Soccodato embraces everything that is Marquette

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Emma Soccodato (10) passes the ball in Marquette’s game against Louisville March 14. (Photo courtesy of Marquette Athletics.)

While sophomore midfielder Emma Soccodato has only been on the women’s lacrosse team for two years, head coach Meredith Black has known Soccodato much longer.

“I think she committed as a sixth grader, (jokingly) but she came to our camp and told me then that she was going to be on this team and she kept to her word and however many years later, she’s now on the team,” Black said.

A Huntington, New York native, she lived near many of her close friends and loved hanging out at the beach during the summer.

When Soccodato was not at the beach or hanging out with friends, she was with her older sister Cate, who played for coach Black and the Golden Eagles from 2016-19. Soccodato said she loved to replicate what her older sister did and was part of the reason she decided to play lacrosse.

“Just seeing my sister, I loved to copy everything she does, but I’ve always loved lacrosse more than any other sport, so I didn’t really doubt for a second that I wanted to play lacrosse in college,” Soccodato said.

Coach Black has loved having Soccodato on the team with the energy that she brings.

“It’s awesome,” Black said. “She is such a fun person, a hard worker (and) probably one of the hardest workers I’ve ever coached, she embraces everything about Marquette.”

While Soccodato has tried to match everything Cate has done, according to Black, the only thing that is similar between the two when it came to coaching them is the name and number on the back of the jersey.

“There’s nothing the same. (Emma) is a midfielder, Cate was an attacker, so already there is a big difference, Cate was like a feeder and a finisher. Attackers are more finesse players, and middies (midfielders) are grit players, so that’s the very difference between those two,” Black said. “Emma is more outgoing, much more energy. Cate was very quiet, very to herself. … I can’t say it enough, there’s nothing the same about those two.”

Although the two are very different, Soccodato looks up to and admires her old sister.

“Copy is kind of a dig at myself, I just admire her so much,” Soccodato said. “She’s inspired me more than anyone.”

While the sisters did not get to play with each other at Marquette, they did get to play together on the international stage, representing Team Italy at the 2017 World Cup, where the younger Soccodato scored nine goals and six assists in eight games. Team Italy finished 3-1 in group play and placed in the 11 spot out of 25 teams while the sisters were on the team.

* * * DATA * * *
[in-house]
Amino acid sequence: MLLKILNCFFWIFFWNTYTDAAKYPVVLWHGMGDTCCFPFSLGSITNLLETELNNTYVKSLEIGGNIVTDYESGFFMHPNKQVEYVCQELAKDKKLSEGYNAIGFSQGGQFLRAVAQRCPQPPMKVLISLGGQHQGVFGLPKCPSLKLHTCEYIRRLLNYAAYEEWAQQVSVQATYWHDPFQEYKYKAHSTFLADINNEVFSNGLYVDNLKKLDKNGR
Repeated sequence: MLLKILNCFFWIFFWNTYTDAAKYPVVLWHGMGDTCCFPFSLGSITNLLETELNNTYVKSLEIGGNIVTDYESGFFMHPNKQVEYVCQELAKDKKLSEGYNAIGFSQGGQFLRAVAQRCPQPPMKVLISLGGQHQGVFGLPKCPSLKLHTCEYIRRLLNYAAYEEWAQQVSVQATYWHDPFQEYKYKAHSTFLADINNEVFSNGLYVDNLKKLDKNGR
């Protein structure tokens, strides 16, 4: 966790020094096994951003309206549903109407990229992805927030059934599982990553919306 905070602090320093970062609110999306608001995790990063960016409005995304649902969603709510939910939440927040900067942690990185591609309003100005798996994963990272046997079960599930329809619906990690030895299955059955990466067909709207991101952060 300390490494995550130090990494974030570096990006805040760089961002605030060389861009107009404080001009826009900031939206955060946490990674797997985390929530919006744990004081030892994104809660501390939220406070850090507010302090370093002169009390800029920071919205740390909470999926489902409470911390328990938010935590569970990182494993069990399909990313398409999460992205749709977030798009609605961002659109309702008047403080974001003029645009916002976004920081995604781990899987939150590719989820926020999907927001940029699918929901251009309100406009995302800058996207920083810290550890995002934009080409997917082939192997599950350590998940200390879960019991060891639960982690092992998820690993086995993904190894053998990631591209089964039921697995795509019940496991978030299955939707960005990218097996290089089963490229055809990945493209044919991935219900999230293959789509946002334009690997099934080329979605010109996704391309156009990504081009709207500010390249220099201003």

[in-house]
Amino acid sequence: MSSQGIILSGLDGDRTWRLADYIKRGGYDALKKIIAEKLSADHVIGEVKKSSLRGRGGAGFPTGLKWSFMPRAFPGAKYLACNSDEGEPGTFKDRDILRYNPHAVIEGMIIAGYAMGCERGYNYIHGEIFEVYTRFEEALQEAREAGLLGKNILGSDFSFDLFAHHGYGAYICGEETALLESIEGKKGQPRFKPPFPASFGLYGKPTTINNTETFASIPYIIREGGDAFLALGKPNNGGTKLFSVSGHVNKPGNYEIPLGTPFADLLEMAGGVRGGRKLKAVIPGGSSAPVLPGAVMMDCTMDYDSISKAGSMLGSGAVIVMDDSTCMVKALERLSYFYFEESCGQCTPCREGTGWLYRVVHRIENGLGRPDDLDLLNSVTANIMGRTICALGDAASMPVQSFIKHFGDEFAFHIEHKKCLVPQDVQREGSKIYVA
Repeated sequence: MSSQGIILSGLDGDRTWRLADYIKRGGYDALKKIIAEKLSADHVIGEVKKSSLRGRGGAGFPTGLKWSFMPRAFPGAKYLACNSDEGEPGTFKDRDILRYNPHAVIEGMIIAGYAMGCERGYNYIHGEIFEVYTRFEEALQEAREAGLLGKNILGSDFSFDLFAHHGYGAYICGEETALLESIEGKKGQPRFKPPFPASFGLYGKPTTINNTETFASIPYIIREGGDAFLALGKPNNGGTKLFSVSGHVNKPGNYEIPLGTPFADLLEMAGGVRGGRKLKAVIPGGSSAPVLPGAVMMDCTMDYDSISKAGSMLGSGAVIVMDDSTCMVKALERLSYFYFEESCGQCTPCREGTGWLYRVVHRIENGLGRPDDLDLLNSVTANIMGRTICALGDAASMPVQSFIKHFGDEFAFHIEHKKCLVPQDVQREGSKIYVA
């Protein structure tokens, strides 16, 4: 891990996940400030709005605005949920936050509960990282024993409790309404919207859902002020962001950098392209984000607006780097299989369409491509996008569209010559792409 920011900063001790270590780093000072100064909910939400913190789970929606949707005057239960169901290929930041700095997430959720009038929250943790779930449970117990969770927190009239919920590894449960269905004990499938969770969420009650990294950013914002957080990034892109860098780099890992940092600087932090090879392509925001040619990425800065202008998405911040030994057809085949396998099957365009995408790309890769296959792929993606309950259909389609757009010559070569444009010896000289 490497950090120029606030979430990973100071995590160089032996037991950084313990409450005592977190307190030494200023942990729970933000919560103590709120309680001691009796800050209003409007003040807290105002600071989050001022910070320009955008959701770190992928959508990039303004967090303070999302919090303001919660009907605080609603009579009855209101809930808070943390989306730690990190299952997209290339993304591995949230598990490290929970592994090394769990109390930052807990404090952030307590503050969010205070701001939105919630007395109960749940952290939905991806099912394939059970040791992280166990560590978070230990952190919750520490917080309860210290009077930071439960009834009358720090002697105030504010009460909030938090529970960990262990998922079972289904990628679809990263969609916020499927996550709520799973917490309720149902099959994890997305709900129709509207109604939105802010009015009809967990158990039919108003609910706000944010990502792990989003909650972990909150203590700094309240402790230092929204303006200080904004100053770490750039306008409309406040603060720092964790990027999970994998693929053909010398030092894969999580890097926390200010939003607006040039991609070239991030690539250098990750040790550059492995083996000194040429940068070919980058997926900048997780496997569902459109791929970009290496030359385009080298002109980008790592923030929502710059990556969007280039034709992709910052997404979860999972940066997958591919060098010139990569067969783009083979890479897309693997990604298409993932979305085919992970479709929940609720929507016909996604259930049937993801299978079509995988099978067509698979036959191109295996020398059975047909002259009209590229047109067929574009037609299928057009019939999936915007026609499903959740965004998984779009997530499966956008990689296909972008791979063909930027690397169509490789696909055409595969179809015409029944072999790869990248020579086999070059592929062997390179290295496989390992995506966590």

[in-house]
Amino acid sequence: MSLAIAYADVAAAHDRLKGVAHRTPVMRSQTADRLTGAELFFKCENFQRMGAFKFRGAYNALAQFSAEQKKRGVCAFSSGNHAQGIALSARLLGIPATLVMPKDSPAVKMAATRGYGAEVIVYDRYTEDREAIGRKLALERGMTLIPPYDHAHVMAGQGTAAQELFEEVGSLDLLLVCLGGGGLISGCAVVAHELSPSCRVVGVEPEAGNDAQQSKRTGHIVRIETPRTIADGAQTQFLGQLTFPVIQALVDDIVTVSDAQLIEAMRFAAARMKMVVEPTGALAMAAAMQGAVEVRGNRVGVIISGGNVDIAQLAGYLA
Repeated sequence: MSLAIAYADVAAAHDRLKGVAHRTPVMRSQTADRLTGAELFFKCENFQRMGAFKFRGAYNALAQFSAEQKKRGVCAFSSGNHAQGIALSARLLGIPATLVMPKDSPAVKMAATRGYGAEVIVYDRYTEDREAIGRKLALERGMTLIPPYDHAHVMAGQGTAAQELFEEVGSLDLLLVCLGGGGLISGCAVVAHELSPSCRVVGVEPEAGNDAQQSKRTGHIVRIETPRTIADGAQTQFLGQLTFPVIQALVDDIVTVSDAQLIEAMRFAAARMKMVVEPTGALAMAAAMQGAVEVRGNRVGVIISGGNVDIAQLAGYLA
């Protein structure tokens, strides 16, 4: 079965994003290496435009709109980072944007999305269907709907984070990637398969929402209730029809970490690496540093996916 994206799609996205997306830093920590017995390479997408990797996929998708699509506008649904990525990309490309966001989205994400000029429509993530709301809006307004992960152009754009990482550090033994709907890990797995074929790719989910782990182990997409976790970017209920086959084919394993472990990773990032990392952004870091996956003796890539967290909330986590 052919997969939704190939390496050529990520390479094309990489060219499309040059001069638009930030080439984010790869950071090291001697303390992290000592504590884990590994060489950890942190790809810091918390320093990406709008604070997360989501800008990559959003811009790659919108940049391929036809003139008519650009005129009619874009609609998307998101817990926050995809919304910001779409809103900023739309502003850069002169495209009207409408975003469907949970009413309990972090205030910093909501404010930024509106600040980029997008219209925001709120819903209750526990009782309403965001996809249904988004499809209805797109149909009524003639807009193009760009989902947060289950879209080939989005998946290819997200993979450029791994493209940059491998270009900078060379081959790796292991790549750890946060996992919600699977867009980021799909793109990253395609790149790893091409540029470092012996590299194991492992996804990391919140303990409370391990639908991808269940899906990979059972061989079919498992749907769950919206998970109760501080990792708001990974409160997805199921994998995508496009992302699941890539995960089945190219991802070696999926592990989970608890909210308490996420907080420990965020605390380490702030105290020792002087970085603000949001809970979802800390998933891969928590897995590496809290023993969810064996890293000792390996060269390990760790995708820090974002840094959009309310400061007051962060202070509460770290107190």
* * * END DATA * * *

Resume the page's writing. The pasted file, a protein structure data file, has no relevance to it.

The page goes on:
“Playing for them was probably the greatest experience of my life, just meeting new people, even on other teams and different cultures was absolutely amazing. Just being so young and playing at such a high level taught me a lot, that I think was good to experience that before college and playing with my sister was the best part about it. I really wanted to take advantage of playing with her and it was just so fun,” Soccodato said.

It was an extra point of pride for Soccodato, from a young age her parents taught her to be proud to be an Italian.

“It’s really important,” Soccadato said. “Ever since I was younger, both my parents instilled in me the importance of being proud of being an Italian. My grandparents on my dad’s side are both immigrants and just hearing their story of how hard it was immigrating from Italy to the U.S., and all the sacrifices they made, I am so proud to be an Italian and wearing that jersey was just one of the best feelings and I definitely know it made my dad proud.”

While Soccodato is trying to figure out what exactly she wants to do, she knows she has a connection to the nonprofit world and wants to get into that any way possible.

“I know that I want to get into the nonprofit world,” Soccodato said. “I’ve always had a connection with that and my major right now is operations and supply chain management, so I’m hoping to get on to the business end of nonprofits and honestly make a positive impact. That’s always been my calling; my goal is to chase that.”

This story was written by Jackson Gross. He can be reached at jackson.gross@marquette.edu or on Twitter @JacksonGross6.